clock menu more-arrow no yes mobile

Filed under:

Sox Century: July 5, 1917

The Tigers roar back after losing first three games of series to White Sox

Navin Field
Ernie Harwell Collection / Detroit Public Library

After losing the first three games of the series on their home field -- including two one-run losses in a doubleheader — the Detroit Tigers were able to take out some frustration on the White Sox. The final score reads 11-6, but James Crusinberry of the Chicago Tribune said it was misleading.

The score at first glance would indicate that it had been quite a fight, but it really was a farce. The Sox made five of their six runs in the last inning after the Tigers had all of their eleven and were so sure of victory that they let Ty Cobb go to the shower bath and sent a recruit out to play center field. There would have been heltapay had the Sox kept going with their belated rally until they tied the count, for Ty couldn’t have returned.

The White Sox failed on both fronts. The Chicago Examiner sums up the pitching:

[Pants] Rowland had to dig into the boneyard to-day for pitching talent and to say the least the result was disastrous. The men called upon for mound duty seemed to have no idea as to how to get the ball past the bats and the Tigers had the time of their lives.

This was a harsh way of saying that it was usually a bad scene when Albany’s Mellie Wolfgang had to enter a game, as the Sox lost all five games in which he appeared during the 1917 season. Crusinberry doubled down later in the story under the heading “Cripples Given a Chance.”

Under those conditions it looked like a splendid time to try out a lot of Sox pitchers who have had sore arms and various ailments just to see how they are now. So Mel Wolfgang and his lame shoulder were called into service.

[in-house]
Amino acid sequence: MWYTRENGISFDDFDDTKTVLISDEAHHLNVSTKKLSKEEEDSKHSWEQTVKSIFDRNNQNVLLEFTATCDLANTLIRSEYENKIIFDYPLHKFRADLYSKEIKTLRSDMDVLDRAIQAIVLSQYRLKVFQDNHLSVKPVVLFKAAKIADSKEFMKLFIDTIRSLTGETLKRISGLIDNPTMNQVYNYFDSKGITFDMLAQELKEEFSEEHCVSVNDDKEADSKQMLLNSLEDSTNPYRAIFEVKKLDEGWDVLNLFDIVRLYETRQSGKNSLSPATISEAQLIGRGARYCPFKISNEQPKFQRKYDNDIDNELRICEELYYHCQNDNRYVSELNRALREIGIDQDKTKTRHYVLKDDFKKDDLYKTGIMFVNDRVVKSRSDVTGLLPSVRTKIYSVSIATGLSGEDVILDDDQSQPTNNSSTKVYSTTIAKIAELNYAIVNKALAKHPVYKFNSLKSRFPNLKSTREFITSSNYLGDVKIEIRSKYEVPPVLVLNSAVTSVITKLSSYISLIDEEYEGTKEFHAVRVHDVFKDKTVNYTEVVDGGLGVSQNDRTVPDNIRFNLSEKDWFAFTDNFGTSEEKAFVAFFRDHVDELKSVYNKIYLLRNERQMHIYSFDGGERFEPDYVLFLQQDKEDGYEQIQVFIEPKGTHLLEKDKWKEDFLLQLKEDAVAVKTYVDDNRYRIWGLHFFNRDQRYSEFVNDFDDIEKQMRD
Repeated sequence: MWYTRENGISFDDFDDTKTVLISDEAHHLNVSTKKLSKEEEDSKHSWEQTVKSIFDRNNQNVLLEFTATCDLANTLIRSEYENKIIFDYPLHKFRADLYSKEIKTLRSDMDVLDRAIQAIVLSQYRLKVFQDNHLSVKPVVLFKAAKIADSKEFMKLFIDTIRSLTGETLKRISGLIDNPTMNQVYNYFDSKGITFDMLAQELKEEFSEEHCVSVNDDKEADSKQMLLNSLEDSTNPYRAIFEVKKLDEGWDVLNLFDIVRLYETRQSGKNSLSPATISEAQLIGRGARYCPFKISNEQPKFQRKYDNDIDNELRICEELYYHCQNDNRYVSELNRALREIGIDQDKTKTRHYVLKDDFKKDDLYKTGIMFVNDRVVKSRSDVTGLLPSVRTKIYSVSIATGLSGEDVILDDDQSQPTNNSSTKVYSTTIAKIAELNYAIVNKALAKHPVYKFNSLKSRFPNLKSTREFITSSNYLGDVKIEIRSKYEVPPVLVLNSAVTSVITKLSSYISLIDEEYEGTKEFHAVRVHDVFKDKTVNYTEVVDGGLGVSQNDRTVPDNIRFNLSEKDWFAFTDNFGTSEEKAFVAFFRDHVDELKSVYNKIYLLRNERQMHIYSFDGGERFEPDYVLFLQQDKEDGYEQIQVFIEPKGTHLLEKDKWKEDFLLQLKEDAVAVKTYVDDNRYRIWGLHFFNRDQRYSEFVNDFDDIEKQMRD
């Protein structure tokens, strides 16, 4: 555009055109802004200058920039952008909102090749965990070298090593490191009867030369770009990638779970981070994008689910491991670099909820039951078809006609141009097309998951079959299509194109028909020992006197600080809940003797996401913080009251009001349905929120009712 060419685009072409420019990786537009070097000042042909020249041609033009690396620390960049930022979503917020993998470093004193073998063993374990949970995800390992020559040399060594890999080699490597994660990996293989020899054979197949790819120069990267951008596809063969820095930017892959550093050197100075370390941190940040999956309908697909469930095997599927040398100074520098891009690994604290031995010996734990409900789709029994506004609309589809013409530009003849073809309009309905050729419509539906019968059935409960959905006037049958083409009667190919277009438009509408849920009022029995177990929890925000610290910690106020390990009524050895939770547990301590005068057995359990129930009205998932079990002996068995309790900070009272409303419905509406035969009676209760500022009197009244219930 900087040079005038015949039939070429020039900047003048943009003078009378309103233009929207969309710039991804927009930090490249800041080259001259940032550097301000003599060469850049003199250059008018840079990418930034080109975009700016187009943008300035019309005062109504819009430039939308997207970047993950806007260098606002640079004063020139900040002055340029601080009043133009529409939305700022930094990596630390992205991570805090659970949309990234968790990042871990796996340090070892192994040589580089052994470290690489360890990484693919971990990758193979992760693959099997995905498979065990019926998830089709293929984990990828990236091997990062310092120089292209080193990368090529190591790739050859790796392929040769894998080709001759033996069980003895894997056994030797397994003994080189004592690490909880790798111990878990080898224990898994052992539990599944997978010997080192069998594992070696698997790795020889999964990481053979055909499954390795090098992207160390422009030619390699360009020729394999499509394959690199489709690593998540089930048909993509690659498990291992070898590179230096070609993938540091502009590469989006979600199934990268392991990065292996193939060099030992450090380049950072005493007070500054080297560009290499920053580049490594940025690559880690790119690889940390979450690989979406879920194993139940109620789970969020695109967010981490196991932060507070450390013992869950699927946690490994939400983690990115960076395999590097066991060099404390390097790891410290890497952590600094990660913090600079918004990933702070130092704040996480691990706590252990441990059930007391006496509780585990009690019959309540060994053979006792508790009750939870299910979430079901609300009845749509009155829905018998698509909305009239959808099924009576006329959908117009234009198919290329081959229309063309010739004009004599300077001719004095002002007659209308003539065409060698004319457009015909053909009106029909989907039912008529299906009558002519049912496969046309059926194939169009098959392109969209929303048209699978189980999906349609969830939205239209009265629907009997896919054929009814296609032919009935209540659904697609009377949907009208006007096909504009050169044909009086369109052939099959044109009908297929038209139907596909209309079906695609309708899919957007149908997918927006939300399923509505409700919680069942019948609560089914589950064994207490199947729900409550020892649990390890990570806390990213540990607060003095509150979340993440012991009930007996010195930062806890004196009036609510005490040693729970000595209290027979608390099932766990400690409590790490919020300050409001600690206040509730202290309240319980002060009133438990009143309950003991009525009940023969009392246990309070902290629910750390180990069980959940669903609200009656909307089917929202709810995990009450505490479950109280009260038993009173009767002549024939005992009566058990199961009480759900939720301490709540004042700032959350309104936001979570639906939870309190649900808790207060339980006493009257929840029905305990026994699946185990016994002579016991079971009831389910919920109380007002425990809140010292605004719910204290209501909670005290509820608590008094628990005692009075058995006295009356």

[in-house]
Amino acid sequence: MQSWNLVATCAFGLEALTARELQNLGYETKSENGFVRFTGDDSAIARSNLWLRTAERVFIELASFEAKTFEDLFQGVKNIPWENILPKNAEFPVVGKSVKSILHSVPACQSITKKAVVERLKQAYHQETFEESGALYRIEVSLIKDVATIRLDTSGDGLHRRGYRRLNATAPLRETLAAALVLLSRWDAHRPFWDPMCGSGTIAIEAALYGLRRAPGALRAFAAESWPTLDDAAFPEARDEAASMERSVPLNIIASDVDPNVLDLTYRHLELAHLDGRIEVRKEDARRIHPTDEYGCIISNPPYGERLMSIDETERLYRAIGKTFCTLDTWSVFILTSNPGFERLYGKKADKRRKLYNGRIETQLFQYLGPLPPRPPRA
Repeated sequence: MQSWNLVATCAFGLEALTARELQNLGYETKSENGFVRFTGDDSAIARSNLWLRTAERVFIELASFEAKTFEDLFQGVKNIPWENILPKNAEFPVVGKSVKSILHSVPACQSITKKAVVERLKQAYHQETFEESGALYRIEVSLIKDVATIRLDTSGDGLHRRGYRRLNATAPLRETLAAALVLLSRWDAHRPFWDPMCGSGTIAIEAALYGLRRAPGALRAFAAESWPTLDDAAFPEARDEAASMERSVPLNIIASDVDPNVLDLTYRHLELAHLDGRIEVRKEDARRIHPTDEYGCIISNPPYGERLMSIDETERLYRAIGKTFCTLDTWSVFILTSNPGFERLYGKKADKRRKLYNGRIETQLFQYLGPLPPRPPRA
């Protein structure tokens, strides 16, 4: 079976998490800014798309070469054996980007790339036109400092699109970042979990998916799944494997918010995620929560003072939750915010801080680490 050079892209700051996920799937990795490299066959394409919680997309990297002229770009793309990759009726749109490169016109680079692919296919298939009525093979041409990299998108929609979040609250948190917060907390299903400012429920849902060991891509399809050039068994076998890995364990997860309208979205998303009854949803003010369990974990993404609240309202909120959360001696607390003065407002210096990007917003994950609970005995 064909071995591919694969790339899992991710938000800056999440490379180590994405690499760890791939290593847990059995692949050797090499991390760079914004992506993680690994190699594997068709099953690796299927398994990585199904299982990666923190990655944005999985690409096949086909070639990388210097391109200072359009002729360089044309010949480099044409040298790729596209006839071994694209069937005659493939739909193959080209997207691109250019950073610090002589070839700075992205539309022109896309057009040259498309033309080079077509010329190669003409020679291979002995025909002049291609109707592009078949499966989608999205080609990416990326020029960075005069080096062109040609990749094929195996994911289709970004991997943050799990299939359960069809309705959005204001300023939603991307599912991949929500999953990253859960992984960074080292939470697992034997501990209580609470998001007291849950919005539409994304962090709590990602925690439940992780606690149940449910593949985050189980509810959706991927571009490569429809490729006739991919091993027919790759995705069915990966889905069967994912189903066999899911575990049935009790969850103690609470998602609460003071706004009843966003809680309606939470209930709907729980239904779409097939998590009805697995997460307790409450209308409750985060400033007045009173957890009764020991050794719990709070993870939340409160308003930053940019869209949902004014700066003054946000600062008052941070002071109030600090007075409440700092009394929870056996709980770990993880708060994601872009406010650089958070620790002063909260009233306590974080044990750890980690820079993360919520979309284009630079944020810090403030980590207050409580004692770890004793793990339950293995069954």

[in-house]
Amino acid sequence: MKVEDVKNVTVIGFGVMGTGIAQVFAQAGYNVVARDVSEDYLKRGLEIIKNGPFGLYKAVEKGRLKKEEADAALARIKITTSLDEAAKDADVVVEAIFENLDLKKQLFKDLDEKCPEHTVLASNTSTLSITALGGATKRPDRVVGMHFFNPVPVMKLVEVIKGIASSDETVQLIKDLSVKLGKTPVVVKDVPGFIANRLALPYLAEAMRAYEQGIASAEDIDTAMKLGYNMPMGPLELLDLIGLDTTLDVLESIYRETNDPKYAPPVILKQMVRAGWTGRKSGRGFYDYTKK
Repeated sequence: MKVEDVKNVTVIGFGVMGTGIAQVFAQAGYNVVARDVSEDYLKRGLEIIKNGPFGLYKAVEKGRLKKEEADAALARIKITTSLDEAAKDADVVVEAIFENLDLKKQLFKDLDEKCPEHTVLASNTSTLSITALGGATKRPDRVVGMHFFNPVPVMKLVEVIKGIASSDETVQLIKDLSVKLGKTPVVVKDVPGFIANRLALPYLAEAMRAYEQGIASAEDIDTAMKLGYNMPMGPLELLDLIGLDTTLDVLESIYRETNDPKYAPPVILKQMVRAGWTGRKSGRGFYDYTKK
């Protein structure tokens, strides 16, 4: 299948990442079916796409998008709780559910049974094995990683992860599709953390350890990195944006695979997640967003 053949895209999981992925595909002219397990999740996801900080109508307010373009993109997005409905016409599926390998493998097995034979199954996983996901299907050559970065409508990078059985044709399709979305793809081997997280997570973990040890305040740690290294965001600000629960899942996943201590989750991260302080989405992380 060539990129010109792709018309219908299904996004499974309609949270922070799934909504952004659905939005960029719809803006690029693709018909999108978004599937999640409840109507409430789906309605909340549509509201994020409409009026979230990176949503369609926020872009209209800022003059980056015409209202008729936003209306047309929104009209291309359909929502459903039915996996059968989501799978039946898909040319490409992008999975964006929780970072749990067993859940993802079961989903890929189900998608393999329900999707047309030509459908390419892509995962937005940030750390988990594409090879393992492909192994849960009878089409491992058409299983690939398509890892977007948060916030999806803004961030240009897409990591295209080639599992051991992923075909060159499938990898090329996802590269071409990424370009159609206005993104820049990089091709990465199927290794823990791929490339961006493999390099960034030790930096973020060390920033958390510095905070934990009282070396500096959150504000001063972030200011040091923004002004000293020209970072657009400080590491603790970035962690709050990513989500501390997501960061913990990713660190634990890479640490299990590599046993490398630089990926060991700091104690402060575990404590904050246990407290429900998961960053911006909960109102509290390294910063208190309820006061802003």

The irony is that he was the Sox’ most effective pitcher in this one. He relieved Dave Danforth, who caved in with a four-run fifth inning to fall behind 6-0. After Wolfgang entered and surrendered one run over two innings, the Sox needed two pitchers — Joe Benz and Reb Russell — to get through the four-run eighth.

The ineffectiveness of the Sox’ staff made the offense a moot point more or less, but the lineup squandered chances to make it more of a game over the first eight innings. There’s no play-by-play data, but if the recaps are accurate, you can divide up the line posted by Detroit starter Howard Ehmke thusly:

  • First: 8 IP, 3 H, 1 R, 1 ER, 6 BB, 3 K
  • Then: 0 IP, 5 H, 5 R, 5 ER, 1 BB, 0 K, 1 HR

Ehmke’s wildness gave the Sox chances to post a crooked number or two before their garbage-time jamboree, but the Sox had a hard time converting. Joe Jackson in particular missed his opportunities. He went 0-for-4 with a walk, and stranded at least eight runners by Irving Vaughan’s count in the Chicago Examiner:

Jackson was the chief delinquent in this respect. In the sixth and eighth he was up, with the bases filled. He did nothing. Again in the ninth there were two on and the “General” was the same soft picking for [Bernie] Boland.

Jackson was still in the middle of a rather pedestrian year. His season line dropped down to .274/.339/.376, down considerably from the .363/.429/.525 line he averaged over his first six full seasons. Still, this loss might have been treated as a blip if the Red Sox hadn’t swept a doubleheader to narrow Chicago’s lead to a half-game.

Record: 47-25 | Box score